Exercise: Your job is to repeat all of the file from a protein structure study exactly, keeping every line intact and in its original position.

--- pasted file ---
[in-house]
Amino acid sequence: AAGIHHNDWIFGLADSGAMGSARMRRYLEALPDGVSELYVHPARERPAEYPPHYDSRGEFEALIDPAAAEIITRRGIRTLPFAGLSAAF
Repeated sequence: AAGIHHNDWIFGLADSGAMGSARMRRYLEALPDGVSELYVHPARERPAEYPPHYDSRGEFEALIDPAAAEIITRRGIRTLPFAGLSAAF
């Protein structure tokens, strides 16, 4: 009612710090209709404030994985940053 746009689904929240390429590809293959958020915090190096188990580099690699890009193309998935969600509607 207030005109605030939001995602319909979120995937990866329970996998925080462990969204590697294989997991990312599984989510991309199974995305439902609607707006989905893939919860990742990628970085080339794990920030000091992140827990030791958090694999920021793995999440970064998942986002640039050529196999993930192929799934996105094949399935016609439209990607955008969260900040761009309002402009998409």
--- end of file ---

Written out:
[in-house]
Amino acid sequence: AAGIHHNDWIFGLADSGAMGSARMRRYLEALPDGVSELYVHPARERPAEYPPHYDSRGEFEALIDPAAAEIITRRGIRTLPFAGLSAAF
Repeated sequence: AAGIHHNDWIFGLADSGAMGSARMRRYLEALPDGVSELYVHPARERPAEYPPHYDSRGEFEALIDPAAAEIITRRGIRTLPFAGLSAAF
């Protein structure tokens, strides 16, 4: 009612710090209709404030994985940053 746009689904929240390429590809293959958020915090190096188990580099690699890009193309998935969600509607 207030005109605030939001995602319909979120995937990866329970996998925080462990969204590697294989997991990312599984989510991309199974995305439902609607707006989905893939919860990742990628970085080339794990920030000091992140827990030791958090694999920021793995999440970064998942986002640039050529196999993930192929799934996105094949399935016609439209990607955008969260900040761009309002402009998409």